Pulmonary fibrosis is a severely disabling disease often leading to death. CCN2 (Cellular Communication Network factor 2, also known as CTGF) is a known mediator of fibrosis and clinical trials studying anti-CCN2 efficacy in pulmonary fibrosis are currently underway. Fork head box D1 (FoxD1) transcription factor is transiently expressed in several mesenchymal cell types, including those of fetal lungs. Differentiation of FoxD1-progenitor derived pericytes into myofibroblasts involves CCN2 expression and contributes importantly to maladaptive tissue remodeling in for example kidney and lung fibrosis models. To generate a model for studying the contribution of CCN2 expression in FoxD1-progenitor derived cells to development of fibrotic tissue remodeling, we set out to establish a FoxD1Cre - CCN2 mouse colony. However, all double-transgenic mice died soon after birth due to asphyxia. Histopathological examination revealed a reduction in alveolar space and lung weight, and subtle axial (thoracic and cervical) skeletal deformities. Together with the previously reported association of a FoxD1 containing locus with human adolescent idiopathic scoliosis, our data suggest that the fatal pulmonary hypoplasia resulting from selective deletion of CCN2 from FoxD1-progenitor derived mesenchymal cells developed secondary to impaired breathing movements due to aberrant axial skeletogenesis.
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http://dx.doi.org/10.1007/s12079-020-00559-2DOI Listing
http://www.ncbi.nlm.nih.gov/pmc/articles/PMC7176786PMC
March 2020

Physical and Mental Quality of Life in Patients With End-Stage Liver Disease and Their Informal Caregivers.

Clin Gastroenterol Hepatol 2021 Jan 11;19(1):155-161.e1. Epub 2020 Apr 11.

William F. Connell School of Nursing, Boston College, Boston, Massachusetts.

Background & Aims: Management of end-stage liver disease (ESLD) has implications for not only patients' quality of life (QOL), but also their caregivers'. We aimed to identify characteristics of patients with ESLD and their caregivers that are associated with QOL.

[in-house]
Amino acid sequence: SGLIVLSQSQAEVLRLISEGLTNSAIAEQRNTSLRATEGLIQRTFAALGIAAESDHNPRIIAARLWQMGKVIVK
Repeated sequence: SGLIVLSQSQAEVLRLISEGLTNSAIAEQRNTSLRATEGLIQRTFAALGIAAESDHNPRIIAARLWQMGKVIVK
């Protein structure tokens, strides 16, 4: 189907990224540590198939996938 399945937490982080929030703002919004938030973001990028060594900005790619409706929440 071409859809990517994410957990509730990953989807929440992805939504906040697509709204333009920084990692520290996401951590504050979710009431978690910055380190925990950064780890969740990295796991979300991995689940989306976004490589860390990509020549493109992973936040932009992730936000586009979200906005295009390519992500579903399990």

Methods: We obtained cross-sectional baseline data from patients and their caregivers (132 dyads; 62% were married or partners), recruited from outpatient hepatology clinics within 2 healthcare centers. Patients were included if their model for end-stage liver disease score was 15 or more; caregivers were identified by the patient as the primary informal caregiver. QOL was measured by the SF-36 and relationship quality using the mutuality scale. We measured uncertainty using the uncertainty in illness scales for patients and caregivers. Multilevel modeling was used to analyze the data.

Results: Refractory ascites was associated with worse physical QOL for patients (unstandardized beta [B], -9.19; standard error [SE], 2.28) and caregivers (B, -5.41; SE, 2.33); history of hepatic encephalopathy was associated with worse patient physical QOL (B, -3.86; SE, 1.65). High levels of uncertainty were associated with worse physical and mental QOL for both members of the dyads; relationship quality was significantly associated with patient mental QOL (B, 2.73; SE, 1.19).

Conclusions: Clinicians and researchers should consider the effects of ESLD on caregivers as well as their patients to optimize the QOL for both.
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http://dx.doi.org/10.1016/j.cgh.2020.04.014DOI Listing
http://www.ncbi.nlm.nih.gov/pmc/articles/PMC7554075PMC
January 2021

Patient and caregiver contributions to self-care in multiple chronic conditions: A multilevel modelling analysis.

Int J Nurs Stud 2020 Mar 14:103574. Epub 2020 Mar 14.

Campus Bio-Medico University of Rome, Rome, Italy. Electronic address:

Background: Multiple chronic conditions (MCC) are highly prevalent worldwide, especially among older populations. Patient self-care and care partner (or caregiver) contributions to self-care are recommended to reduce the impact of MCC and improve patients' outcomes.

Objectives: To describe patient self-care and care partner contributions to self-care and to identify determinants of patient self-care and care partner contributions to self-care at the patient and care partner level.

Design: Multicentre cross-sectional study.

Setting: Outpatient and community settings in Italy.

Participants: A sample of 340 patients with MCC and care partner dyads was recruited between 2017 and 2018.

Methods: We measured patient's self-care and care partner contributions to self-care in dyads using the Self-care of Chronic Illness Inventory and the Caregiver Contribution to Self-care of Chronic Illness Inventory. To control for dyadic interdependence, we performed a multilevel modelling analysis.

Results: Patients' and care partners' mean ages were 76.65 (± 7.27) and 54.32 (± 15.25), respectively. Most care partners were female and adult children or grandchildren. The most prevalent chronic conditions in patients were diabetes (74%) and heart failure (34%). Patients and care partners reported higher levels of self-care monitoring than self-care maintenance and management behaviours. Important patient clinical determinants of self-care included cognitive status, number of medications and type of chronic condition. Care partner determinants of self-care contributions included age, gender, education, perceived income, care partner burden, caregiving hours per week and the presence of a secondary care partner.